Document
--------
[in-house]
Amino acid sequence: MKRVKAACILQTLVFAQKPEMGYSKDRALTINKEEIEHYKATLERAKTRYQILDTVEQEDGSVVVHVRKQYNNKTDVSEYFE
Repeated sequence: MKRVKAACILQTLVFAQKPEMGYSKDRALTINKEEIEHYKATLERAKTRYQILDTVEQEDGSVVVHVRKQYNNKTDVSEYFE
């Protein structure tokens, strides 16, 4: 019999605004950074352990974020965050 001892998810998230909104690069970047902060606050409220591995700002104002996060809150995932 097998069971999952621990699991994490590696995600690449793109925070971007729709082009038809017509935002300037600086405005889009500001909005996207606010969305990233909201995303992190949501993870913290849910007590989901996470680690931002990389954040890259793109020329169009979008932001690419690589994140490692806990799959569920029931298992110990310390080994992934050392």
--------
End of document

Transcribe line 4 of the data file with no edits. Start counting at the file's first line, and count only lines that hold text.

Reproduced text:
């Protein structure tokens, strides 16, 4: 019999605004950074352990974020965050 001892998810998230909104690069970047902060606050409220591995700002104002996060809150995932 097998069971999952621990699991994490590696995600690449793109925070971007729709082009038809017509935002300037600086405005889009500001909005996207606010969305990233909201995303992190949501993870913290849910007590989901996470680690931002990389954040890259793109020329169009979008932001690419690589994140490692806990799959569920029931298992110990310390080994992934050392």